to be balanced off with the increase in the number of requests being made back to
the server). For authors, this can mean a snappier experience within the tool ?never
a bad thing - and likewise, improve the performance of a CMS-driven site that would
otherwise serve entire pages dynamically.
Nevertheless, it is worth being aware of the user perception issue. If authors can't
see anything happening, they will think that nothing is happening. Ironically, a visible
but slower full page refresh maybe perceived as more responsive than a sub page
update. Inserting the word "loading" or similar while data is being retrieved can really
Manage Ajax-enabled snippets: If you are going to use a heavily-Ajax-driven
interface on your websites, then it is worth considering a CMS to manage intra-page
snippets and interaction as discrete elements. In practice it could be difficult to
manage a rich, interactive site that uses single page interfaces without a CMS, since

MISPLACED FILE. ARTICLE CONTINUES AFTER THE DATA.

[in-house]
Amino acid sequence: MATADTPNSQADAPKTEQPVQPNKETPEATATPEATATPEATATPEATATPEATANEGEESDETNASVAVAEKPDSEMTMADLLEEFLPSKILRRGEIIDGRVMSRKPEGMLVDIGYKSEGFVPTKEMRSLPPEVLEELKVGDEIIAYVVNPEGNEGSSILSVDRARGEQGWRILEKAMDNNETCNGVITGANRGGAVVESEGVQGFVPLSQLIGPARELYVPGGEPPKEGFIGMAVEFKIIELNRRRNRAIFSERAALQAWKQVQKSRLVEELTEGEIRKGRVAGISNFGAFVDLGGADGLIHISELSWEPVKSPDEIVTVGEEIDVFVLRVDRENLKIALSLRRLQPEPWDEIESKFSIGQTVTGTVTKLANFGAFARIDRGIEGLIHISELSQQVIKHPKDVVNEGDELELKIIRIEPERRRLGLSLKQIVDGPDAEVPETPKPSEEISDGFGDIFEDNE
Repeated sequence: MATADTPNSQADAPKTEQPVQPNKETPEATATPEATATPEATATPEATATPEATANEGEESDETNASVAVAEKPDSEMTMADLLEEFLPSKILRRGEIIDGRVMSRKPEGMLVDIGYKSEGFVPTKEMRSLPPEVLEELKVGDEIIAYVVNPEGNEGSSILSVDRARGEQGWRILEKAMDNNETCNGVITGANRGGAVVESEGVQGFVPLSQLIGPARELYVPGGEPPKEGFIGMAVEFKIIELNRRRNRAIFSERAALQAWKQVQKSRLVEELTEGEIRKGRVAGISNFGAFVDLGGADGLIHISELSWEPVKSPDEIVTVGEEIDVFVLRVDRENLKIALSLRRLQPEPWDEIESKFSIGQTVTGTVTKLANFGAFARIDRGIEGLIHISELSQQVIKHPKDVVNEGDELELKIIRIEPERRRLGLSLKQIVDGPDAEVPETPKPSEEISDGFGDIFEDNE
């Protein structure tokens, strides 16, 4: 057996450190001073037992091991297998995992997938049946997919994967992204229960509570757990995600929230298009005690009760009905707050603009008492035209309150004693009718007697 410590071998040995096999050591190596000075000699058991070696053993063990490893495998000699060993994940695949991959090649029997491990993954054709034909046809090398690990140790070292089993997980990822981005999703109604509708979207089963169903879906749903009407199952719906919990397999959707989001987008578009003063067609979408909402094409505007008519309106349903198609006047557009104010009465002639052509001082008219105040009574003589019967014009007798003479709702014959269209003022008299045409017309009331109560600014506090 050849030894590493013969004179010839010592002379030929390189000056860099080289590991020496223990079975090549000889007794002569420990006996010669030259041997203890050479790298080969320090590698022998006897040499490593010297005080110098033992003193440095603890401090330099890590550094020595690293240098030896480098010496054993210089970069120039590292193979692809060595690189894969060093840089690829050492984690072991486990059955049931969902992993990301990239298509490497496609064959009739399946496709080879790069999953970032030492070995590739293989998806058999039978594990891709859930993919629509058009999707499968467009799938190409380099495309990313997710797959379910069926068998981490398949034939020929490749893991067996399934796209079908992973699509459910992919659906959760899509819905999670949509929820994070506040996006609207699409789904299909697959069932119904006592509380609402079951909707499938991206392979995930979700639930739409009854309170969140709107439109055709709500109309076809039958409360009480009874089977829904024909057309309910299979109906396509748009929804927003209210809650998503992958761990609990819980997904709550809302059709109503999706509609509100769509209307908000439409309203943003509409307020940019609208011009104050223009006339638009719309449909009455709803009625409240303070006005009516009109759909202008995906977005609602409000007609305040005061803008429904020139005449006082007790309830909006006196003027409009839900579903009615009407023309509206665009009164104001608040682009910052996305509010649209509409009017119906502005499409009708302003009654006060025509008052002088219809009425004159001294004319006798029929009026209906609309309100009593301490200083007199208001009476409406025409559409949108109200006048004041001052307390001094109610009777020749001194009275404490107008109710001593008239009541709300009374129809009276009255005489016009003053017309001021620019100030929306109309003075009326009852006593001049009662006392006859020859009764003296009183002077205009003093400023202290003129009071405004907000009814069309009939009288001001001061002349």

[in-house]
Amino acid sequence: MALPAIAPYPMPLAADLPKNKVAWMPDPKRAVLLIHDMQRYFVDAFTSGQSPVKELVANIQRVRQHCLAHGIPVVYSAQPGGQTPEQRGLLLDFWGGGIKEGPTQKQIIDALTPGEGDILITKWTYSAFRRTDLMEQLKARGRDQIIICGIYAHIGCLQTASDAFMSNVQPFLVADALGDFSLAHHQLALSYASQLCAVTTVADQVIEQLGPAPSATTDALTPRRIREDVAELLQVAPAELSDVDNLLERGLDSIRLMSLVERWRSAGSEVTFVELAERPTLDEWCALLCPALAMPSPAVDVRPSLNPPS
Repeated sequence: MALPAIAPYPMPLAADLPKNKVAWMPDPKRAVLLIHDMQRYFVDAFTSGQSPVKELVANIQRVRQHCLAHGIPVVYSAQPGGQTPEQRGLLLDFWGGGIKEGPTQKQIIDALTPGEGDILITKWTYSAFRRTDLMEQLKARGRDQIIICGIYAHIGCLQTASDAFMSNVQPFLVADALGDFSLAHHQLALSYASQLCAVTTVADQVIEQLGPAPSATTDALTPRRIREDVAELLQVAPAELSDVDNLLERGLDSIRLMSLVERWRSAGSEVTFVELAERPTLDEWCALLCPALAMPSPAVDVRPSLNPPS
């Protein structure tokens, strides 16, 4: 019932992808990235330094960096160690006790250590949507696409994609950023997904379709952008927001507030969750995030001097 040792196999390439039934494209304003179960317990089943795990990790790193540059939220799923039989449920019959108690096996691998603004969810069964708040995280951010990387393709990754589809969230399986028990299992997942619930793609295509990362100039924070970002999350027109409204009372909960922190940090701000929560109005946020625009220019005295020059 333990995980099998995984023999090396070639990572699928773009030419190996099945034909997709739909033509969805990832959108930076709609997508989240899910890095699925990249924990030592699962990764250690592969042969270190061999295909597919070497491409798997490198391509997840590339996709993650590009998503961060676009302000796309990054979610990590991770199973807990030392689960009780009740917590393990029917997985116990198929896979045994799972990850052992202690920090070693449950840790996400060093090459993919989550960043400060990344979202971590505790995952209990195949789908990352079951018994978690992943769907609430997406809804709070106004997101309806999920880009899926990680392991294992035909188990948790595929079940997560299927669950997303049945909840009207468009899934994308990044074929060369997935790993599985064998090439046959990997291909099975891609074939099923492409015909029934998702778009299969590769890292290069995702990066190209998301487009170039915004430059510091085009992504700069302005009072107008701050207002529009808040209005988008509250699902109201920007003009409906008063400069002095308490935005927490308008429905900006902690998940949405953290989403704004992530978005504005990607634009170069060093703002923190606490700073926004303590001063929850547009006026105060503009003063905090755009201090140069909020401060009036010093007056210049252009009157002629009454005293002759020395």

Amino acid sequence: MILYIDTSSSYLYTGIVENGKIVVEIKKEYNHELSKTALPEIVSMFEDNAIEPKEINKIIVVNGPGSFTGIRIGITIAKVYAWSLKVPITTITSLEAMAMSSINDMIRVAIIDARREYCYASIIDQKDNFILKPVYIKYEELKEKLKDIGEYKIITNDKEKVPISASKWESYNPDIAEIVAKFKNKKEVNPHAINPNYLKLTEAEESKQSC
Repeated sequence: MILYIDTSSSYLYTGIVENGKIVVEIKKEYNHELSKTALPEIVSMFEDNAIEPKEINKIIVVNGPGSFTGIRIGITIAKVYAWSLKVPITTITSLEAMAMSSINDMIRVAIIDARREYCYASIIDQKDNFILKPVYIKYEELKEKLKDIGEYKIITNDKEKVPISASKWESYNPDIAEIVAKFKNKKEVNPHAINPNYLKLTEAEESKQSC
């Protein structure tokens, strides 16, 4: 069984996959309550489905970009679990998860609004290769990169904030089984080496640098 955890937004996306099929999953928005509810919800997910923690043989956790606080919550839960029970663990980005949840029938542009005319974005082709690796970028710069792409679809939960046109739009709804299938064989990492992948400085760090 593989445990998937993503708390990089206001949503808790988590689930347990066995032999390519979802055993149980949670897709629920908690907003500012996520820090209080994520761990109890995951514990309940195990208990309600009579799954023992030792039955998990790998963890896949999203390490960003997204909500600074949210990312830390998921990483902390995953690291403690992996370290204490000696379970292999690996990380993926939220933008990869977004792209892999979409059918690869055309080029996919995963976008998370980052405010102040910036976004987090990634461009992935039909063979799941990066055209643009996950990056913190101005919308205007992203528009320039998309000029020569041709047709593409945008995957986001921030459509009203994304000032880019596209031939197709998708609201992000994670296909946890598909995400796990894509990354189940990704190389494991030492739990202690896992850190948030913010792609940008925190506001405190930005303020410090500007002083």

at this point you are managing content components rather than entire "pages." The
whole notion of "pages" tends to dissipate, which would call for a more component-
oriented -- rather than page-oriented -- CMS for those looking to manage Ajax-driven
Ajax and Your CMS -- CMS Watch 页码，4/5
great benefit from building on someone else's work. The Dojo library stands out as an
excellent cross-platform Ajax toolkit, while DWR for Java and SAjax for PHP are
capable libraries with extensive server-side integration. The key question for your
CMS is: how will it manage these components? Web CMS tools are notoriously poor at
managing stylesheet elements and client-side scripting in particular. The rise of Ajax
should prompt some improvements here.
What are the potential drawbacks for the Web Author?
Back Button & Bookmarks: "Single Page" interfaces complicate the relationship
between the URL and the content in the page. Consequently you break two traditional
web expectations, the back button and the bookmark. A number of vendors deal with
this by removing the traditional web buttons from the Ajax user interface. Here the
desktop concept of undo becomes much more relevant and the vendor can more
closely control the navigation of the user within the application. To be sure, many
CMS tools today will not support the back button nor persistent URLs within the